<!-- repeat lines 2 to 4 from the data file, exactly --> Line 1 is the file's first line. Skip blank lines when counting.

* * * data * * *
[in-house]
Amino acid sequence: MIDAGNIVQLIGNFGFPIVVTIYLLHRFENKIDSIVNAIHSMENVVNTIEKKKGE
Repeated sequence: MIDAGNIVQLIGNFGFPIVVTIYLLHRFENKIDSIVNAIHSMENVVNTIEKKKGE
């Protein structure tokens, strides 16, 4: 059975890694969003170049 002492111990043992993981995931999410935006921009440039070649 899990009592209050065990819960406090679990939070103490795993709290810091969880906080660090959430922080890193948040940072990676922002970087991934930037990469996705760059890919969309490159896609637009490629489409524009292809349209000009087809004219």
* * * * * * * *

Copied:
Amino acid sequence: MIDAGNIVQLIGNFGFPIVVTIYLLHRFENKIDSIVNAIHSMENVVNTIEKKKGE
Repeated sequence: MIDAGNIVQLIGNFGFPIVVTIYLLHRFENKIDSIVNAIHSMENVVNTIEKKKGE
């Protein structure tokens, strides 16, 4: 059975890694969003170049 002492111990043992993981995931999410935006921009440039070649 899990009592209050065990819960406090679990939070103490795993709290810091969880906080660090959430922080890193948040940072990676922002970087991934930037990469996705760059890919969309490159896609637009490629489409524009292809349209000009087809004219």